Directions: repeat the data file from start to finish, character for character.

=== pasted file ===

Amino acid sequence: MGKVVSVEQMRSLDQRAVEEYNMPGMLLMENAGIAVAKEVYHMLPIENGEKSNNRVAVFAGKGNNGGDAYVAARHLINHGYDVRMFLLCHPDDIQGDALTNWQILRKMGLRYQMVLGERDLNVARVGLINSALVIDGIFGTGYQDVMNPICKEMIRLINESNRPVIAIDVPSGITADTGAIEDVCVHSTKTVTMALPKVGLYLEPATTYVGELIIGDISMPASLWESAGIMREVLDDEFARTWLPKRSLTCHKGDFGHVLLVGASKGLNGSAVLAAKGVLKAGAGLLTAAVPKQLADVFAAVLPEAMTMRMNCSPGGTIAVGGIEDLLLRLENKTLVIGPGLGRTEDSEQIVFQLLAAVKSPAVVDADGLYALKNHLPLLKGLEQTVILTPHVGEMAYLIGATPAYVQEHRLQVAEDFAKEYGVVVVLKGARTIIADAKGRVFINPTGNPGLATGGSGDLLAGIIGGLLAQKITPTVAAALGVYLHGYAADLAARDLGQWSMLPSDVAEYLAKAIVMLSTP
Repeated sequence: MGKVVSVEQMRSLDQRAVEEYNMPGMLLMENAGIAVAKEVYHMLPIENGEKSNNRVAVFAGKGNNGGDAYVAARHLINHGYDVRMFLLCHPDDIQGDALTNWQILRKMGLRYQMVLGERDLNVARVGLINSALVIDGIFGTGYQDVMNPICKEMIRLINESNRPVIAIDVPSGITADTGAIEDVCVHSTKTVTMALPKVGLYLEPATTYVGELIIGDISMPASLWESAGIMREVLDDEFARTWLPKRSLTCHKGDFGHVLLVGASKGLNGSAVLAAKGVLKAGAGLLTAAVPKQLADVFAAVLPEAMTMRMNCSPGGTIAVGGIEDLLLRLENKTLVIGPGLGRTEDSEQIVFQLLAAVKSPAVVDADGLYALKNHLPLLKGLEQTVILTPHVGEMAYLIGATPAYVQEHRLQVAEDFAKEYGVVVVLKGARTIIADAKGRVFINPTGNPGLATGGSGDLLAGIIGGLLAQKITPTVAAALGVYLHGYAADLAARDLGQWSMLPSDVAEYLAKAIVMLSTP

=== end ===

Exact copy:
Amino acid sequence: MGKVVSVEQMRSLDQRAVEEYNMPGMLLMENAGIAVAKEVYHMLPIENGEKSNNRVAVFAGKGNNGGDAYVAARHLINHGYDVRMFLLCHPDDIQGDALTNWQILRKMGLRYQMVLGERDLNVARVGLINSALVIDGIFGTGYQDVMNPICKEMIRLINESNRPVIAIDVPSGITADTGAIEDVCVHSTKTVTMALPKVGLYLEPATTYVGELIIGDISMPASLWESAGIMREVLDDEFARTWLPKRSLTCHKGDFGHVLLVGASKGLNGSAVLAAKGVLKAGAGLLTAAVPKQLADVFAAVLPEAMTMRMNCSPGGTIAVGGIEDLLLRLENKTLVIGPGLGRTEDSEQIVFQLLAAVKSPAVVDADGLYALKNHLPLLKGLEQTVILTPHVGEMAYLIGATPAYVQEHRLQVAEDFAKEYGVVVVLKGARTIIADAKGRVFINPTGNPGLATGGSGDLLAGIIGGLLAQKITPTVAAALGVYLHGYAADLAARDLGQWSMLPSDVAEYLAKAIVMLSTP
Repeated sequence: MGKVVSVEQMRSLDQRAVEEYNMPGMLLMENAGIAVAKEVYHMLPIENGEKSNNRVAVFAGKGNNGGDAYVAARHLINHGYDVRMFLLCHPDDIQGDALTNWQILRKMGLRYQMVLGERDLNVARVGLINSALVIDGIFGTGYQDVMNPICKEMIRLINESNRPVIAIDVPSGITADTGAIEDVCVHSTKTVTMALPKVGLYLEPATTYVGELIIGDISMPASLWESAGIMREVLDDEFARTWLPKRSLTCHKGDFGHVLLVGASKGLNGSAVLAAKGVLKAGAGLLTAAVPKQLADVFAAVLPEAMTMRMNCSPGGTIAVGGIEDLLLRLENKTLVIGPGLGRTEDSEQIVFQLLAAVKSPAVVDADGLYALKNHLPLLKGLEQTVILTPHVGEMAYLIGATPAYVQEHRLQVAEDFAKEYGVVVVLKGARTIIADAKGRVFINPTGNPGLATGGSGDLLAGIIGGLLAQKITPTVAAALGVYLHGYAADLAARDLGQWSMLPSDVAEYLAKAIVMLSTP